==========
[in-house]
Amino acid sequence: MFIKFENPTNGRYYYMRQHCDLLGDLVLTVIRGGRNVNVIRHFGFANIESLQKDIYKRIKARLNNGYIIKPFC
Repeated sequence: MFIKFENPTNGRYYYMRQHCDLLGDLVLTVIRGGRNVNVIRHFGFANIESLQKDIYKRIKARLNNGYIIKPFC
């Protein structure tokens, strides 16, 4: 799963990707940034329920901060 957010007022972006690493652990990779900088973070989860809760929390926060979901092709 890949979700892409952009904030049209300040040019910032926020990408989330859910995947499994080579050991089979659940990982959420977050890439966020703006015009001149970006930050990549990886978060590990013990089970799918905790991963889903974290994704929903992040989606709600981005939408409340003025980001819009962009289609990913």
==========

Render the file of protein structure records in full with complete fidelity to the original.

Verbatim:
[in-house]
Amino acid sequence: MFIKFENPTNGRYYYMRQHCDLLGDLVLTVIRGGRNVNVIRHFGFANIESLQKDIYKRIKARLNNGYIIKPFC
Repeated sequence: MFIKFENPTNGRYYYMRQHCDLLGDLVLTVIRGGRNVNVIRHFGFANIESLQKDIYKRIKARLNNGYIIKPFC
């Protein structure tokens, strides 16, 4: 799963990707940034329920901060 957010007022972006690493652990990779900088973070989860809760929390926060979901092709 890949979700892409952009904030049209300040040019910032926020990408989330859910995947499994080579050991089979659940990982959420977050890439966020703006015009001149970006930050990549990886978060590990013990089970799918905790991963889903974290994704929903992040989606709600981005939408409340003025980001819009962009289609990913």